To integrate the district with the rest of Istanbul, the municipality has improved the transportation by extending the modern tram line to Zeytinburnu, and the main tram station is now at the intersection of the metro line leading to Atatürk International Airport and Aksaray and fast tram lines leading to Istanbul's inter-city coach station and the old city in Eminönü. Moreover, Zeytinburnu has a station on the suburban railway line Sirkeci-Halkalı. Other important projects have improved the transportation, life quality and the economics of the district. Olivium Outlet Center was opened in 2000 [6] , a modern shopping mall with cinemas, but with many shops specializing in factory surpluses, this has brought new shopping opportunities for the people of Zeytinburnu and surrounding districts, it's very crowded at weekends.

There is an Alevi community served by the Erikli Baba Cemevi[7]

There are large minority groups of Kazakhs and Turkmens,[8] who generally work in the textile, clothing industry contributing to the Turkish economy.

The Zeytinburnu-based NASCO NASREDDIN HOLDING A.S. was categorized as an Al-Qaeda ally by the United Nations.[9][10][11][12][13] It was involved in terrorist finance.[14] The Romanian government legislated this status for Zeytinburnu Nasco Nasreddin Holding A. S.[15] and the Slovakian government.[16][17]

On December 10, 2014, in Zeytinburnu, an assassin killed the anti-Uzbekistan government Islamist Uzbek Imam Shaykh Abdullah Bukhoroy (Abdullah Bukhari).[18][19][20][21][22][23][24] It took place outside of a Madrassa.[25] The Islamist organization Hizb ut-Tahrir released statements on Islamist websites which attacked the Uzbekistan government of Islam Karimov and blamed them for the assassination.[26][27] The Uyghur Eastern Turkistan Education and Solidarity Association (ETESA) and Uzbek Islamist exiles demonstrated against the assassination and denounced Putin and the Uzbek government under Karimov in the Fatih district of Istanbul.[28]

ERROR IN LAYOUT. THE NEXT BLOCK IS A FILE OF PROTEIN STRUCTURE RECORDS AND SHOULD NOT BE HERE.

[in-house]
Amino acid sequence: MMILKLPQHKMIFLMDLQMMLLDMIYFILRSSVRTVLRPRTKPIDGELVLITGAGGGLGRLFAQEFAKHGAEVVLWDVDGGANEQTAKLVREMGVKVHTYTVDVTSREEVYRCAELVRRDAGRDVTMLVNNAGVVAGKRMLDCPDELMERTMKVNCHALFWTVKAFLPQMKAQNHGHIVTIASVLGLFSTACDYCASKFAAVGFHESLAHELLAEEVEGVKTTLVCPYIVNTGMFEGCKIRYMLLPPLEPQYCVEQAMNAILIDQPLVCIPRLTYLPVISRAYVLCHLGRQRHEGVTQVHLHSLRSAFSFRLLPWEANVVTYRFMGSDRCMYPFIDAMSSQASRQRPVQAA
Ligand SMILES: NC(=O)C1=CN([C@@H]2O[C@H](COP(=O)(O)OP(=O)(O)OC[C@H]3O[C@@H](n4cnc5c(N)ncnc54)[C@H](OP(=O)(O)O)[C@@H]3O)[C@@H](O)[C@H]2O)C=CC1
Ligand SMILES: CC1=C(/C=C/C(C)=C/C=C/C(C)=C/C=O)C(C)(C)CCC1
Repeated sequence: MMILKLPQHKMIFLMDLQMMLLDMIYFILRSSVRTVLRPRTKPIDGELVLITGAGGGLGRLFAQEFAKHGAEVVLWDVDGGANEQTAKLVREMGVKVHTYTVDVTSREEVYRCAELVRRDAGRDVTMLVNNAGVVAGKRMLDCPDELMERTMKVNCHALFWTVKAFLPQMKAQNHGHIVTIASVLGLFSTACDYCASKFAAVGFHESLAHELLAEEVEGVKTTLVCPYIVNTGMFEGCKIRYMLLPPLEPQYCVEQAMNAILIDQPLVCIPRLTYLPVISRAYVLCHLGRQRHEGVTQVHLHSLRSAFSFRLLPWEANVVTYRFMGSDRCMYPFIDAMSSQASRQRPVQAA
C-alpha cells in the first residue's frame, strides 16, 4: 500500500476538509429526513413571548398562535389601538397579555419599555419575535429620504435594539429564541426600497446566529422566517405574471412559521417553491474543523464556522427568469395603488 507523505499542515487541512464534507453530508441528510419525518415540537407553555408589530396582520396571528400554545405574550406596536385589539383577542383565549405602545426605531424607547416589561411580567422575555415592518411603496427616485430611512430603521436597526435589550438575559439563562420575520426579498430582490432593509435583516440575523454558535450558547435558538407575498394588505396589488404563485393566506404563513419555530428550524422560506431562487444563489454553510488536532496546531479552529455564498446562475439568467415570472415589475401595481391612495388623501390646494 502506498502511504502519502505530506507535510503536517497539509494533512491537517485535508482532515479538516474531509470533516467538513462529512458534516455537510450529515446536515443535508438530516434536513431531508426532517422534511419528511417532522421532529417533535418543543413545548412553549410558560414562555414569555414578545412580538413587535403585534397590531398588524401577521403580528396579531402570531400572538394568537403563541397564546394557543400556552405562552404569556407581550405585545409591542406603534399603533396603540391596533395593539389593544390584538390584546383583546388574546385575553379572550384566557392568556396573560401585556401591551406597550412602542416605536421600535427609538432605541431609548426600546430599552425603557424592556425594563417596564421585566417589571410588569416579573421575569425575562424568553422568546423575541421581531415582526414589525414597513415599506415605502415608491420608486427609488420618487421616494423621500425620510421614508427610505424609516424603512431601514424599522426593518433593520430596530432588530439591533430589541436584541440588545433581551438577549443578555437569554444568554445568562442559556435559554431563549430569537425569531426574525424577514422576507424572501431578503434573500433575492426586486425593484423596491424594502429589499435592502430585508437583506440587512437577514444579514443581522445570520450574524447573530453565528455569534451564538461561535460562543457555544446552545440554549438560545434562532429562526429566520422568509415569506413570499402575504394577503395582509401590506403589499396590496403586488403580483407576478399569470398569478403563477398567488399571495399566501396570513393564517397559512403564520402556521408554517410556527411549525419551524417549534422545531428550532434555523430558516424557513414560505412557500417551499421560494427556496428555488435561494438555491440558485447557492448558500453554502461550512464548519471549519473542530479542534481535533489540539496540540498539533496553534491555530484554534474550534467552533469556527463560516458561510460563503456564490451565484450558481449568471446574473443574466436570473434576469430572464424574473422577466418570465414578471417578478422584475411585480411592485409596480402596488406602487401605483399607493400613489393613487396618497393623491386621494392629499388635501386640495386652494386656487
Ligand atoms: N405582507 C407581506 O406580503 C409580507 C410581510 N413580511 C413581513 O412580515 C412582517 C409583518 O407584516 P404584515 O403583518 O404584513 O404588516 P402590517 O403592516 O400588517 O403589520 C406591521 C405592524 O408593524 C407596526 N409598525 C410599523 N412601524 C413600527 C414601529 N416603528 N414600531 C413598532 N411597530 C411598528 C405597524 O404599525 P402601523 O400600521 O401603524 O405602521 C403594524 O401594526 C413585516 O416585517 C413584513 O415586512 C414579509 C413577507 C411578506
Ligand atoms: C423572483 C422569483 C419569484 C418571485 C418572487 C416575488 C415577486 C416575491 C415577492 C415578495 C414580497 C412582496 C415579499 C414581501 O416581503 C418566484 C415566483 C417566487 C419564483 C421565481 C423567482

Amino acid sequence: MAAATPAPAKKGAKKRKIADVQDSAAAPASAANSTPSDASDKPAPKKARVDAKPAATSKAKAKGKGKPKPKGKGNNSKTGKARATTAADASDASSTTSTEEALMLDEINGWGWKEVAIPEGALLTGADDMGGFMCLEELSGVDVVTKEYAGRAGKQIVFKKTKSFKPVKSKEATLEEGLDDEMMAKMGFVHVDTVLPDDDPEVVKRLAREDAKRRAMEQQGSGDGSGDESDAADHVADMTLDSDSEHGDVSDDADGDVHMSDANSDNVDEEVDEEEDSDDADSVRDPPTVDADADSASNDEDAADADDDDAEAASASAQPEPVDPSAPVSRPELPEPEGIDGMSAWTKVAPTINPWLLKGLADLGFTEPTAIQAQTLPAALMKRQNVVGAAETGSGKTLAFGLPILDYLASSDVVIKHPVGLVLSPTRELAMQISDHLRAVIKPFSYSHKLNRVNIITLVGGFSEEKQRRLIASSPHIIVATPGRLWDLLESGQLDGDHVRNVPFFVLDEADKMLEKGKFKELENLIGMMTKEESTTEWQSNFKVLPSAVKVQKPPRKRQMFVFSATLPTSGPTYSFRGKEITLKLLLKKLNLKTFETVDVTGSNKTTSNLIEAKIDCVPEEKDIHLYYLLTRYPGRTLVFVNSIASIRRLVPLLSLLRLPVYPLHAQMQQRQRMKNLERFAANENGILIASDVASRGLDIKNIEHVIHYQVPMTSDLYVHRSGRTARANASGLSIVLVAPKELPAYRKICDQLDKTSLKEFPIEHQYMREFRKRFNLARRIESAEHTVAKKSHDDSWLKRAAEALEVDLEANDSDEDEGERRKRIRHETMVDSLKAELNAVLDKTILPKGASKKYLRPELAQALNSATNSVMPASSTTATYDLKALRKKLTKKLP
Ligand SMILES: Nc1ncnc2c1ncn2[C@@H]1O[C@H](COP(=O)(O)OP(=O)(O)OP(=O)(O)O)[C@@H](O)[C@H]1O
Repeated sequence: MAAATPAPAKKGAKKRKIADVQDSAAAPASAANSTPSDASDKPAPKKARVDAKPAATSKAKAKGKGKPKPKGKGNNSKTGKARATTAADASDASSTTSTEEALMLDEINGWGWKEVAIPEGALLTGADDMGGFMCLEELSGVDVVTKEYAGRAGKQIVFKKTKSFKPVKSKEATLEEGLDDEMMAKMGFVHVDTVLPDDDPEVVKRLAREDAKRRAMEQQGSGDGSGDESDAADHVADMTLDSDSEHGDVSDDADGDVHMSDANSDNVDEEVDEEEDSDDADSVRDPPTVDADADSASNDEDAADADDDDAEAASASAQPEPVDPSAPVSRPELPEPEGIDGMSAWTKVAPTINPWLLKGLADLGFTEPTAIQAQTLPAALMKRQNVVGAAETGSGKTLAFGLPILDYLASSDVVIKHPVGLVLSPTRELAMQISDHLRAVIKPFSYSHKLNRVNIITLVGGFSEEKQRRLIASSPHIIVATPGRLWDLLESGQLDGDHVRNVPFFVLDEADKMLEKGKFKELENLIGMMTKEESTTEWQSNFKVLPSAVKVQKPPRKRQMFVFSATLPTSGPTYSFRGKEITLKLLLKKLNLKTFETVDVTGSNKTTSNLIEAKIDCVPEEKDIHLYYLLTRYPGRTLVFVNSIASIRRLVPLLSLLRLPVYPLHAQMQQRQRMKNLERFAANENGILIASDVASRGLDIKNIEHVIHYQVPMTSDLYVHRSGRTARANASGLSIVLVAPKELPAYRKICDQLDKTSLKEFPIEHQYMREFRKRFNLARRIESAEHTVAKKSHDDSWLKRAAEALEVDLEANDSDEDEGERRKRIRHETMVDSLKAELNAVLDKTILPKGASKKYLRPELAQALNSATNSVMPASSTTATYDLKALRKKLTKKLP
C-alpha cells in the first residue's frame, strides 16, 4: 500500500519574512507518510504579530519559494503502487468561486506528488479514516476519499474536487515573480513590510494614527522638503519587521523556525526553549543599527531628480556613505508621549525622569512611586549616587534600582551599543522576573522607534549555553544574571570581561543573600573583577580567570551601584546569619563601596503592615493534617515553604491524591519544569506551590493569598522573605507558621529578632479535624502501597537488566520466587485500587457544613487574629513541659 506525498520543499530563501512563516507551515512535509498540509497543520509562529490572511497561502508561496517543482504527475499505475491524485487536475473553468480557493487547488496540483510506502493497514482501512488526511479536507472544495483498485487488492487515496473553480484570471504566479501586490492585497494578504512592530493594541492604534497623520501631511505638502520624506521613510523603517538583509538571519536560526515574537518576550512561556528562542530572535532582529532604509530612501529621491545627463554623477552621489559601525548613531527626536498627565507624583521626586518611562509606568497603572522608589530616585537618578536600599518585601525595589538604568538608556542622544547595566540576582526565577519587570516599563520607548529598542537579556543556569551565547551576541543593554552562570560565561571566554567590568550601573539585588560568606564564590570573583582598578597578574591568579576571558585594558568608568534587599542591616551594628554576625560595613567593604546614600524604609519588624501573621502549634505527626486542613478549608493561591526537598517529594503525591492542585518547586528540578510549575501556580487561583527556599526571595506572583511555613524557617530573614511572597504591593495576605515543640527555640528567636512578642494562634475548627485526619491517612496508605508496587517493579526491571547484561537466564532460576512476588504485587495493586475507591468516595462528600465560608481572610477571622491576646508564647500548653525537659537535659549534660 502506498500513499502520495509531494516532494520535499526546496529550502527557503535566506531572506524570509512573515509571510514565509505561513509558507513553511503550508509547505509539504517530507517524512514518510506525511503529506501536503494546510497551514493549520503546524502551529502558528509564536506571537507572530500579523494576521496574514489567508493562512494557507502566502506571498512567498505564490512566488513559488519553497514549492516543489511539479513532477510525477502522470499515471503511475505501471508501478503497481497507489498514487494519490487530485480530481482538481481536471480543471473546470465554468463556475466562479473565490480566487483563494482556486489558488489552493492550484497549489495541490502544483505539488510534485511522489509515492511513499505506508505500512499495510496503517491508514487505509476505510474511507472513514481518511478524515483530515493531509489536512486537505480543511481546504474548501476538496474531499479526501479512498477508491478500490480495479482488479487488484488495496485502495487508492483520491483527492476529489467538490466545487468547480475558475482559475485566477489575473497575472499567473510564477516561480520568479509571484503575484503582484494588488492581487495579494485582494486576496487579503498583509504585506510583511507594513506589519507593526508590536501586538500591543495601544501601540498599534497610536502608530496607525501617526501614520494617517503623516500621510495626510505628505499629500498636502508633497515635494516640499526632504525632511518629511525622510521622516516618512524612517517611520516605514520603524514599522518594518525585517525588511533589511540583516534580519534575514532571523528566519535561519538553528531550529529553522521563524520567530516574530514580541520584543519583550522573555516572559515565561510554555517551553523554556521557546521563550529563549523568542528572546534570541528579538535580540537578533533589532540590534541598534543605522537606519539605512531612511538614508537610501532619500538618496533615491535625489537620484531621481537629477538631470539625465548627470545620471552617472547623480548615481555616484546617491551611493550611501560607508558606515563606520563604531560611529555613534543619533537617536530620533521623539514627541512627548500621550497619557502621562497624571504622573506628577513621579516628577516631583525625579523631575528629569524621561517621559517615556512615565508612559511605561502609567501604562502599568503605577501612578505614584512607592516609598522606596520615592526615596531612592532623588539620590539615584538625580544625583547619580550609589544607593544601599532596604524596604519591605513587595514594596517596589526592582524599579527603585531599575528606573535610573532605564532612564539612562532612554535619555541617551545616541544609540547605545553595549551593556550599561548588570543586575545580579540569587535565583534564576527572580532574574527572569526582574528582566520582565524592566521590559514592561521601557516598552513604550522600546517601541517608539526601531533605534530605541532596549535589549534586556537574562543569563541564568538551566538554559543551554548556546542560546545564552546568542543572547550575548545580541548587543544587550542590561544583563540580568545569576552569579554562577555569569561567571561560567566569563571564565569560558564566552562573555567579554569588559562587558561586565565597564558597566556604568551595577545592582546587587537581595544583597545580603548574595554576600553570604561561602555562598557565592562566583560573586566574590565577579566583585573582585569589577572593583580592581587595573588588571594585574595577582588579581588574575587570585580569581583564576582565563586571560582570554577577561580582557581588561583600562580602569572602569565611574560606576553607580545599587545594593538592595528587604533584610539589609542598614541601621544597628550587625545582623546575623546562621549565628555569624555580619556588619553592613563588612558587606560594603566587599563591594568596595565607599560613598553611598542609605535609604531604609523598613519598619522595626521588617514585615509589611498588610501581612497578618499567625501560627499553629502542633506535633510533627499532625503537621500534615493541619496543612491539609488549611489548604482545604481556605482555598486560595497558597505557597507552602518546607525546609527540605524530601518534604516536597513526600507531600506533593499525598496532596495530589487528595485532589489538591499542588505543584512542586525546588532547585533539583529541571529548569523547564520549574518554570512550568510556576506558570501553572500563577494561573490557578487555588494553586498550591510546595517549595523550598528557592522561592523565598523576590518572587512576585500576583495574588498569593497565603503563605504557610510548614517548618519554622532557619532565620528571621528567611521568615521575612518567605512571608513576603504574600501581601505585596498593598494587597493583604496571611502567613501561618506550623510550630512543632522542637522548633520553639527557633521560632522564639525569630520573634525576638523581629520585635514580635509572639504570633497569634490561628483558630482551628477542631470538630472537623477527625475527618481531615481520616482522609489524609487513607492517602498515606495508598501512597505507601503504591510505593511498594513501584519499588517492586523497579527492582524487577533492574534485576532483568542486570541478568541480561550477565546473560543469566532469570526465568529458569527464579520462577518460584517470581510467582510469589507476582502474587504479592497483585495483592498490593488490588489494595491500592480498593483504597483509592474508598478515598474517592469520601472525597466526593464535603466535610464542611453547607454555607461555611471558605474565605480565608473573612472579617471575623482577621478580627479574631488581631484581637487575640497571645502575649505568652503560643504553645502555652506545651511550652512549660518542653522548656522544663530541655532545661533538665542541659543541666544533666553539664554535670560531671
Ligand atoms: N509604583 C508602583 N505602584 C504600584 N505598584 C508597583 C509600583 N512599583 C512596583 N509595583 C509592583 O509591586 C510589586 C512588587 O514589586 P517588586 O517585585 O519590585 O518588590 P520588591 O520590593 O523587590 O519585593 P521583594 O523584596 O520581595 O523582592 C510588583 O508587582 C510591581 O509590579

Turkish connections were used by Uyghur fighters to go into Syria (Turkistan Islamic Party in Syria) and the humanitarian Uyghur Eastern Turkistan Education and Solidarity Association (ETESA) which is located in Turkey sent Uyghurs into Syria, endorsed the killing of the pro-China Imam Juma Tayir, applauded attacks in China, and posted on its website content from the Turkistan Islamic Party.[29] Turkish passports were used by Uyghurs who were seeking to contact Mujahidin Indonesia Timor, a pro-ISIS organization in Sulawesi in Indonesia.[30]